Friday, July 26, 2013

Trying something new to combat screaming

This past week, Janey's screaming has become a huge issue.  Every single time she feels the slightest bit angry, sad, annoyed, impatient or any kind of emotion except completely happy, she has been screaming.  And it's a loud, eye-shattering intense scream.  The kind of scream that is literally dangerous when you are driving, the kind of scream that wakes up sleeping people and scares the cats, the kind of scream that can quickly drive you to despair.  Yesterday afternoon and evening was the worst.  She screamed over and over and over.  She kept asking for videos, and then the minute they were on, if they weren't exactly what she had in mind, or if they weren't at the beginning, or if she had just changed her mind, she'd scream.  She would ask for food, and if we weren't magically able to make it appear instantly before her---you guessed it, a loud, loud scream.  She finally got to sleep, only to wake at 2 and stay up for hours, displeased with us and letting it be known by screaming.  She had school this morning, and the minute she got home, she started the routine again.  By around 4, we were ready to flip out.

I'd been thinking for a few days about trying something new.  I have very, very rarely used ignoring as a technique for Janey.  This is because when a child isn't that verbal, it seems wrong to ignore a way they are communicating.  However, lately Janey's talking has improved a good deal.  I KNOW she can at least in a word or two tell us what makes her mad, or she can if she calms down enough to do it.  And by trying to do what she wanted to prevent the screaming, we were reinforcing the screaming.  This is something that even a year ago, I wouldn't have said.  I didn't think then that Janey was capable of making that kind of connection.  But I am realizing Janey is progressing, and she understands more than she used to.  So I talked to Tony and the boys, and we decided to tell Janey that we were no longer going to answer her screaming.  If she screamed, we were just going to ignore it.

This sounds scarily close to what just a bit ago I wrote about not liking, the "use your words" phrase.  But I really feel there is a difference.  I know Janey can't always use her words.  But she can get across what she wants in many other ways.  She can hand us a movie.  She can lead us to food.  She can stomp her feet.  And most of the time, she can say enough so we know what she wants.  And of course, she can scream.  And if the screaming was a once in a while thing, a sign of truly being very upset, I wouldn't mind it.  But it was turning into her first line of communication, probably because it was working.  We were trying very hard to avoid it, so we were likely doing things quickly to make her happy.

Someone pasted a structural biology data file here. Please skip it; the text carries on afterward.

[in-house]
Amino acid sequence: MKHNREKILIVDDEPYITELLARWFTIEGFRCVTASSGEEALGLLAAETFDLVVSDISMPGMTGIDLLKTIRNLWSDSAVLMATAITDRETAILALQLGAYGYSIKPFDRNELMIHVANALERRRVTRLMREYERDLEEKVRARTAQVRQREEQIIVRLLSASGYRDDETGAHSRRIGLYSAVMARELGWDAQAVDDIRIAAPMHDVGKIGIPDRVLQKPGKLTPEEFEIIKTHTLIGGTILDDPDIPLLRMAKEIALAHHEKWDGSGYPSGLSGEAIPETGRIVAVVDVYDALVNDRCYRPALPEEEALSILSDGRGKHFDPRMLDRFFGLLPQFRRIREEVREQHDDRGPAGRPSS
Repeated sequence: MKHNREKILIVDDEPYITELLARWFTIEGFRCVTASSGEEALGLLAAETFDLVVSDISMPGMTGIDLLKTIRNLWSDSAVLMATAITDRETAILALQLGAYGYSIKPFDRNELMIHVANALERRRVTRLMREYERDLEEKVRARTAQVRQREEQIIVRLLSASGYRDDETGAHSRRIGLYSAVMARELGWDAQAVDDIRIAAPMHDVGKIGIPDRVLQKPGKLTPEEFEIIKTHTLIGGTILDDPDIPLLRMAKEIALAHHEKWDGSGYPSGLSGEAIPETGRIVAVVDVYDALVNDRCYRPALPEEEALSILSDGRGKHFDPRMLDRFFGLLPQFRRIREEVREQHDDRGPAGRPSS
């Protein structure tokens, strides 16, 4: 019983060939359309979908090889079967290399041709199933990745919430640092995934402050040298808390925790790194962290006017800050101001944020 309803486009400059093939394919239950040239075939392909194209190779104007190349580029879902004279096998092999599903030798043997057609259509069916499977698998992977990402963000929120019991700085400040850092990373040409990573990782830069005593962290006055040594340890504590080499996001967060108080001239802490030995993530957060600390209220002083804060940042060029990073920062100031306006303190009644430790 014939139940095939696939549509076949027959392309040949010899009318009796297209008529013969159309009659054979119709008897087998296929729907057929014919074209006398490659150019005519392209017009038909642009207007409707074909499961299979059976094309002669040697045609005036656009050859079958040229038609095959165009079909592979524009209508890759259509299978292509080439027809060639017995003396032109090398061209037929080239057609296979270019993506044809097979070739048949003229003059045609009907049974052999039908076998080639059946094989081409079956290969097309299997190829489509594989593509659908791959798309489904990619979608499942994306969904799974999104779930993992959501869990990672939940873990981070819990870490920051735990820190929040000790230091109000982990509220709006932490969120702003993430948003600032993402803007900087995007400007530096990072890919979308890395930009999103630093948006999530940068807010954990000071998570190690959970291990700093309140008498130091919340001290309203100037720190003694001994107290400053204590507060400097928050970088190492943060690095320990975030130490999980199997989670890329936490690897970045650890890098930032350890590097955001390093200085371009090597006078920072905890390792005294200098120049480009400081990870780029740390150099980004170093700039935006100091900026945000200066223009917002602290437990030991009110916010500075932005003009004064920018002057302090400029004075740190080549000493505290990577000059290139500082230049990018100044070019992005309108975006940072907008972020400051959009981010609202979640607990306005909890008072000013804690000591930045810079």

We told Janey about our new screaming policy, in words we thought she'd understand, and then we did a series of roleplays, where Tony asked me for something, I said "not right now" and then Tony screamed, and I ignored him.  Then we did it over, with everything the same but his response being "I am VERY ANGRY at you!" after which I answered "I'm glad you told me that!  It's still going to take a minute to get you what you want, but it's great to know how you feel!"  We overacted heavily, and switched roles around.  Janey watched in delight.

It only took a few minutes for the first scream to come along, and we ignored it---that first time, also saying that out loud "We are ignoring screaming today!"  Janey's scream turned to a happy look.  I think she was testing us.  And she then said loudly "I want BACON!" Luckily, we had bacon, and Tony made it for her.  The last few hours have been quite free of screaming.

I have NO illusions this has solved the screaming problem.  I'm sure it will be back.  But it felt very good to decide on a way to handle it, discuss the way and be in agreement.  It made us all feel a little less desperate.  Of course, we will stay near her if she is screaming out of control.  We always stay near her.  And of course there would be exceptions if she got herself into a state where she couldn't talk or communicate otherwise.  But the whole thing is an illustration that Janey IS making progress.  She IS understanding more.  Or at least I hope she is.  We'll see how the weekend goes.

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